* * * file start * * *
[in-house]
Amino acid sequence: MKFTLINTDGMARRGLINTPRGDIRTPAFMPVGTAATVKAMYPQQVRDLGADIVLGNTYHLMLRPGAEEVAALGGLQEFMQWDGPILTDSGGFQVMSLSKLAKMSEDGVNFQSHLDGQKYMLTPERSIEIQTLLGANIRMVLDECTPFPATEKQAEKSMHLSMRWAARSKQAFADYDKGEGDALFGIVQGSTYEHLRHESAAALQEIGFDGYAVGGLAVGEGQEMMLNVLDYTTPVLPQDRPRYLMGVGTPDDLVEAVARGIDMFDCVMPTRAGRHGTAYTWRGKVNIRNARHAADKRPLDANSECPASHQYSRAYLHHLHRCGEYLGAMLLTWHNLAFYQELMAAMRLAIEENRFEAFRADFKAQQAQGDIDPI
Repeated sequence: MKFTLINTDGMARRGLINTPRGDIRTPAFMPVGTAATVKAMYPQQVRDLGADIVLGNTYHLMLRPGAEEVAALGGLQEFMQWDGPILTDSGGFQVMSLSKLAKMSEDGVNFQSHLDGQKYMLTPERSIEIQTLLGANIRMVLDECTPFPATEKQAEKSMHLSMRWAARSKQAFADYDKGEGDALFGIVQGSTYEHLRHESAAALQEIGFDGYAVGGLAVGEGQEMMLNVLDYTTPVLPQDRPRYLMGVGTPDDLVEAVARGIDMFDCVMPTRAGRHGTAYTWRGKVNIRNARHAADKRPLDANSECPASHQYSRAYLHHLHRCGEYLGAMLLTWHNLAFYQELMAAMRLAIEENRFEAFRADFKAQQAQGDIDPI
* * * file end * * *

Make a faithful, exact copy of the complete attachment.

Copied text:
[in-house]
Amino acid sequence: MKFTLINTDGMARRGLINTPRGDIRTPAFMPVGTAATVKAMYPQQVRDLGADIVLGNTYHLMLRPGAEEVAALGGLQEFMQWDGPILTDSGGFQVMSLSKLAKMSEDGVNFQSHLDGQKYMLTPERSIEIQTLLGANIRMVLDECTPFPATEKQAEKSMHLSMRWAARSKQAFADYDKGEGDALFGIVQGSTYEHLRHESAAALQEIGFDGYAVGGLAVGEGQEMMLNVLDYTTPVLPQDRPRYLMGVGTPDDLVEAVARGIDMFDCVMPTRAGRHGTAYTWRGKVNIRNARHAADKRPLDANSECPASHQYSRAYLHHLHRCGEYLGAMLLTWHNLAFYQELMAAMRLAIEENRFEAFRADFKAQQAQGDIDPI
Repeated sequence: MKFTLINTDGMARRGLINTPRGDIRTPAFMPVGTAATVKAMYPQQVRDLGADIVLGNTYHLMLRPGAEEVAALGGLQEFMQWDGPILTDSGGFQVMSLSKLAKMSEDGVNFQSHLDGQKYMLTPERSIEIQTLLGANIRMVLDECTPFPATEKQAEKSMHLSMRWAARSKQAFADYDKGEGDALFGIVQGSTYEHLRHESAAALQEIGFDGYAVGGLAVGEGQEMMLNVLDYTTPVLPQDRPRYLMGVGTPDDLVEAVARGIDMFDCVMPTRAGRHGTAYTWRGKVNIRNARHAADKRPLDANSECPASHQYSRAYLHHLHRCGEYLGAMLLTWHNLAFYQELMAAMRLAIEENRFEAFRADFKAQQAQGDIDPI